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Business Continuity Planning and Crisis Management & Principles for Financial Market Infrastructures PowerPoint Presentation
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Business Continuity Planning and Crisis Management & Principles for Financial Market Infrastructures

Business Continuity Planning and Crisis Management & Principles for Financial Market Infrastructures

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Business Continuity Planning and Crisis Management & Principles for Financial Market Infrastructures

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  1. De Nederlandsche Bank Business Continuity Planning and Crisis Management & Principles for Financial Market Infrastructures Michael van Doeveren 4th Conference on Payments and Securities Settlement Ohrid, Republic of Macedonia 22 June 2011

  2. Introduction DNB Assessment Framework Business Continuity Planning Concepts of Crisis Management Arrangements and initiatives in the Netherlands Concluding remarks BCP FMI Principles Contents

  3. What is Business Continuity? • Business Continuity Management: a whole-of-business approach, that includes policies, standards, and procedures, to ensure (critical) operations can be maintained, or restored in a timely fashion, in the event of a disruption. • Its purpose is to minimise the financial, legal, reputational and other material consequences arising from disruptionSource: BIS 2005

  4. BCP in an international context • The American White Paper on Sound Practises to strengthen the Resilience of the US Financial System • The Tripartite Standing Committee on Financial Stability • Bank of Japan resilience plans • Initiatives of the Eurosystem • Joint Forum/Financial Stability Forum/BIS/CPSS’ work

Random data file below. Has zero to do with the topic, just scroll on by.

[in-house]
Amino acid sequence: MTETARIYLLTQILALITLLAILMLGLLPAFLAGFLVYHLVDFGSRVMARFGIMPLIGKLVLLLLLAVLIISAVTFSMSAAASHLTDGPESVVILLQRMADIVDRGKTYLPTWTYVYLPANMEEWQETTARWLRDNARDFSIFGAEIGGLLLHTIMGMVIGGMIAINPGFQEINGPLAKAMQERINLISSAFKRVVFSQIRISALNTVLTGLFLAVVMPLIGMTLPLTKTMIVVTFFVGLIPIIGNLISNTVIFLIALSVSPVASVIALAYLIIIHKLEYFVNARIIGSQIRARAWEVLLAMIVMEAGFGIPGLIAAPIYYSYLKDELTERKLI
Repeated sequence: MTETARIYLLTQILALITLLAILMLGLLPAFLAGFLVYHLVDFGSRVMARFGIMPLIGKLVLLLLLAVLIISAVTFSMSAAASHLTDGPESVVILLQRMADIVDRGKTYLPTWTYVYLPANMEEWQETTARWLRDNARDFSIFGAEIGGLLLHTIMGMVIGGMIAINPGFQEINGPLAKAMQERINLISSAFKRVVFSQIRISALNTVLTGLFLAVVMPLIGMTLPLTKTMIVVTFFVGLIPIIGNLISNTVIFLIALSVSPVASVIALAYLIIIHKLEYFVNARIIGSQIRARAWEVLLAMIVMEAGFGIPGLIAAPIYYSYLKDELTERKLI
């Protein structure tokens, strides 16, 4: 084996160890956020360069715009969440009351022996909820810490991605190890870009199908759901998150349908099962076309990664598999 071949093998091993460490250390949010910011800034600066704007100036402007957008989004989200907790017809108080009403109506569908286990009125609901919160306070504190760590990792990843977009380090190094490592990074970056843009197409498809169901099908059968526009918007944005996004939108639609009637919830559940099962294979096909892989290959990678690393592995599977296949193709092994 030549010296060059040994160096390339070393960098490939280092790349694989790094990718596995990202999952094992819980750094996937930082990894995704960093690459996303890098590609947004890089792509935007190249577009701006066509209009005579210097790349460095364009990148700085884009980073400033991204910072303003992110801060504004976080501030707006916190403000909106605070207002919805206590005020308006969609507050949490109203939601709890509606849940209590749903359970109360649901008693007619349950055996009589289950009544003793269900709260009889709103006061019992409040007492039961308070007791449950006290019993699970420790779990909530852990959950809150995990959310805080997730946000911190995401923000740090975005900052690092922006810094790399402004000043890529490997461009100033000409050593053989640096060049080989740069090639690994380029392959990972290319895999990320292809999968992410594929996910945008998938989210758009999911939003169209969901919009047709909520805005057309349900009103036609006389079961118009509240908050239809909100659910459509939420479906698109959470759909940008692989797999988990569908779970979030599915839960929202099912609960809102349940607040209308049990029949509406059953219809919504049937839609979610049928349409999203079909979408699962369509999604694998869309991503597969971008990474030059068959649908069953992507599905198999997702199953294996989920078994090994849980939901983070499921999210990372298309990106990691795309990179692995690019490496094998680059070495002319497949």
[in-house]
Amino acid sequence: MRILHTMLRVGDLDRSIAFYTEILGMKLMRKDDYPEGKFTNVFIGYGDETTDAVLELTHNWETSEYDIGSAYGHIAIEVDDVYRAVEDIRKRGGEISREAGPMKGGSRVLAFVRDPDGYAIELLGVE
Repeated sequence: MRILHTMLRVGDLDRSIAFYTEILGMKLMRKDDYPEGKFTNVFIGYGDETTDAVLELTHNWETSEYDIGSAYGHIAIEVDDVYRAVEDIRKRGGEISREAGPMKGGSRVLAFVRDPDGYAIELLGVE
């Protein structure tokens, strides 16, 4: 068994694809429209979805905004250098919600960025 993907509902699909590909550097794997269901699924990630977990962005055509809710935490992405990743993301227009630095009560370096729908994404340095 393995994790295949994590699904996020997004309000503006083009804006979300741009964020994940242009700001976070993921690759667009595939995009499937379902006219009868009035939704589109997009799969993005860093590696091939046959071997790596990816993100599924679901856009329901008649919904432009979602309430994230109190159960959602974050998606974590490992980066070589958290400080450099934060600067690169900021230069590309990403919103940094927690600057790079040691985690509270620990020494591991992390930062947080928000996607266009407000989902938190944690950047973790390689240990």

5. The Dutch situation • Small country, few large banks • DNB is both central bank and prudential supervisor for banks, pension funds and insurance companies • Financial core infrastructure for Payments and Securities, in NL defined as: • Central bank • CSD • CCP • Stock exchange • ACH • Major banks

  6. DNB BCP Assessment Framework (1) • First version in 2004, current version of 2007; • Drafted in cooperation with the financial institutions • Commitment to use it on a high level • Assessment Framework consists of • 9 ‘principles’ based on international standards • Guidance note Human Factor • Agreement between DNB and the financial sector for joint BCP initiatives • In line with international principles such as BIS • Used by supervisor and overseer to assess the institutions of the financial core infrastructure against these principles

  7. DNB BCP Assessment Framework (2) • BCP should be approved by the EB/senior management • Risk analyses of critical systems and activities should be made • Explicit attention should be paid to the human factor

  8. DNB BCP Assessment Framework (3) 4. Each institution should have a crisis organisation, including senior management • Single points of failure (SPOFs) should be identified • Critical processes and systems should be resumed as quickly as possible

  9. DNB BCP Assessment Framework (4) 7. A back-up site/secondary site should be available 8. Alternate systems and contingency procedures should be regularly tested and exercised 9. Each institutions should have a communication plan for all stakeholders

  10. Guidance Note Human factor • Assessment showed that institutions have problems with principle 3, paying explicit attention to the human factor • DNB developed a ‘Guidance note human factor’ to assess the human factor aspect for critical systems and business processes, depending on the level of knowledge that is required: specific in the extreme, highly specific, specific, not very specific, not specific • Matrix with level of required knowledge and human factor strategy  see www.dnb.nl

  11. Required Knowledge • Specific in the extreme. • Highly specific. • Specific. • Not very specific. • Not specific.